SALT LAKE CITY – Utah’s prison director said Thursday that he’ll fire someone if needed after he investigates the death of an inmate who went without dialysis for two days when providers failed to show up for treatment.
Rollin Cook, the executive director of Utah’s Department of Corrections, told The Associated Press that it’s too early to say if someone will be fired. Depending “upon the investigation, if that’s one of the corrective actions that needs to happen, of course we will take that,” Cook said.
Cook said the prison has Spanish-speaking staff available to inmates, but he doesn’t know if any were on hand when 62-year-old Ramon C. Estrada didn’t get dialysis treatment on Friday and Saturday.
Estrada was from Mexico and relied on translators while in court on rape charges and at a 2008 parole hearing.
He died Sunday at the prison from an apparent heart attack related to kidney failure. He would have been paroled on April 21.
Cook said he was notified of the death Monday morning. As executive director, he wouldn’t expect to be notified if a medical provider didn’t show up to give a scheduled treatment, Cook said. He would expect a head nurse or the director of the medical services to be notified, he said.
Cook said still he didn’t know Thursday if that had happened in Estrada’s case.
Several advocacy groups called for answers this week, and Gov. Gary Herbert’s office said the situation is tragic.
“It is unacceptable the inmates did not receive the medical care they needed when they needed it,” Herbert spokesman Marty Carpenter said in a statement.
Tony Yapias, who directs the advocacy group Proyecto Latino De Utah, said he has called the governor’s office to ask for a full investigation. Yapias told The Associated Press it is an issue of concern to his group if a Latino dies as a result of inadequate medical attention or supervision.
A medical examiner will autopsy Estrada’s body, but it appeared he died Sunday of an apparent heart attack related to kidney failure, the Utah Department of Corrections said.
Officials on Wednesday were still trying to figure out if anyone tried to contact the missing dialysis providers and when they might have done so. Cook said he had no more information to release Thursday. He said he wanted to be transparent and was frustrated that he couldn’t offer more details until they investigate.
“The key thing that I want the public to know is that we’re going to do everything we can to try and fix the problem,” he said.
As part of the investigation, Cook said his department would consider whether to keep their contract with the University of Utah health care system, which provides dialysis and other medical services to the prison.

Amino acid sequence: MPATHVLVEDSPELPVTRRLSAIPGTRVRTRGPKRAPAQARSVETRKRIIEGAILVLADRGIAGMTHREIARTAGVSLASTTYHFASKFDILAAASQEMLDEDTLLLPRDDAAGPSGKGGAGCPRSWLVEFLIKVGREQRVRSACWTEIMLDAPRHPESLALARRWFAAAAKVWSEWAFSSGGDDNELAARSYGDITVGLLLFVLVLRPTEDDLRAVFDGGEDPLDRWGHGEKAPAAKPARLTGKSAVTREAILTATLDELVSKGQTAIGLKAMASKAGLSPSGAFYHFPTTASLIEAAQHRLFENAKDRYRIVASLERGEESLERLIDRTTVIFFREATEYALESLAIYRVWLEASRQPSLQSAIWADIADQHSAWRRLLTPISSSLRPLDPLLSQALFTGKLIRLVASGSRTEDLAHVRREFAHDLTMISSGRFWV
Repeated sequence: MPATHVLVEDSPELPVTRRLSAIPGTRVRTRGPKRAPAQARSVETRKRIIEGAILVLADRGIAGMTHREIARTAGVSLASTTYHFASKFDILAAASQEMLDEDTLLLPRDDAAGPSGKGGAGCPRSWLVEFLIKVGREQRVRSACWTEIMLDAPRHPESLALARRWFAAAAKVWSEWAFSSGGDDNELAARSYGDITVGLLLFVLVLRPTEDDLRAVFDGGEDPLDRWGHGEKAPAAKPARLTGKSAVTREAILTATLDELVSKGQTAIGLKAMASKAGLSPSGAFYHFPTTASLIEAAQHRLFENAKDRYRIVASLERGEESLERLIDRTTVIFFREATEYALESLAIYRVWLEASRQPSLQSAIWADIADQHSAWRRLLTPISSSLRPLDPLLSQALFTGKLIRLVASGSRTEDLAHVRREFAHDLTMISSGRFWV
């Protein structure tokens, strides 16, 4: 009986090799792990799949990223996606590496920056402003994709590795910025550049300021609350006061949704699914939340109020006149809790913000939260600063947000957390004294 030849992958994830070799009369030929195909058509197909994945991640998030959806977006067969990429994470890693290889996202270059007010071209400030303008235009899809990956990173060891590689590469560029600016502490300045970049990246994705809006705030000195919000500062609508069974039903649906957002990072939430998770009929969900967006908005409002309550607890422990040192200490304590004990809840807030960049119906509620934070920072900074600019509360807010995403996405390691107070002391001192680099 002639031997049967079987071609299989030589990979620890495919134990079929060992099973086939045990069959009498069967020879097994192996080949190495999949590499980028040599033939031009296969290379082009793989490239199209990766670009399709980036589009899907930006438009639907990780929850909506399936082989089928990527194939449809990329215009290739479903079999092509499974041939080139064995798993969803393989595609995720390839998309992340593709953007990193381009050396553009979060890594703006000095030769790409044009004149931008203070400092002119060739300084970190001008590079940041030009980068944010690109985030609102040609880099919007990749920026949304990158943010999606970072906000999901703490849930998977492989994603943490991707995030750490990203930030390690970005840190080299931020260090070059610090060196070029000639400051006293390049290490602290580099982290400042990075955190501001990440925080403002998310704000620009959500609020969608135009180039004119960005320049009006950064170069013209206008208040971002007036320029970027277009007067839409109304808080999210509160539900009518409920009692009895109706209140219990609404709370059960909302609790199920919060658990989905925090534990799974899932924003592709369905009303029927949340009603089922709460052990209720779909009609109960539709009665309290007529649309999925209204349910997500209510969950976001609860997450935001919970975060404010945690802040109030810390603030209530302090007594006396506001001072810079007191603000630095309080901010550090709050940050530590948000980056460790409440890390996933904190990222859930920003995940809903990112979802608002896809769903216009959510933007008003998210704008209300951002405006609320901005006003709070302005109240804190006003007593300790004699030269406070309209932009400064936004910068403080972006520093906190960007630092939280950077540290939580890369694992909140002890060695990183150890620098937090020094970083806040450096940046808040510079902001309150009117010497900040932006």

Cook also said the Department of Corrections has “a tremendous relationship” with the university system and he didn’t expect it to end.
Kathy Wilets, a spokeswoman for the University of Utah’s health care system, said the system has provided dialysis to the prison for about 14 years, the last seven involving on-site treatment at the prison.
The prison made the switch after an inmate escaped and fatally shot a prison guard in 2007 while being escorted to a doctor’s appointment.
Technicians with Sandy-based South Valley Dialysis, a University of Utah medical clinic, were scheduled to arrive at the prison Friday and Saturday but did not show up. South Valley is one of 17 dialysis clinics the hospital system operates in Utah, Idaho and Nevada.
The prison’s medical director has been put on leave while the department investigates, corrections department spokeswoman Brooke Adams said this week.
Estrada had been in prison since August 2005 on a rape conviction. He was believed to have been in the country illegally, Adams said. He would have been turned over to the U.S. Marshals Service when his sentence was complete, she said.
At a 2008 parole hearing, Estrada said he was grateful for his dialysis treatment. An audio recording of the hearing shows that the Spanish-speaking Estrada told the board through an interpreter that he had been very sick and without the program, he probably wouldn’t have be alive and appearing before the parole board.
Randall W. Richards, a lawyer who represented Estrada in 2005, did not return messages seeking comment. It was unclear if Estrada had an attorney at the time of his death.
Six other male inmates had been waiting for dialysis treatment and were taken to a hospital for evaluation. Four of them were treated and returned to their cells Tuesday, Adams said.
Adams did not have details about how long the four admitted to the hospital went without dialysis treatment. The other inmates’ identities were being withheld for privacy reasons, she said.
Associated Press writers Kelly Catalfamo and Brady McCombs contributed to this report.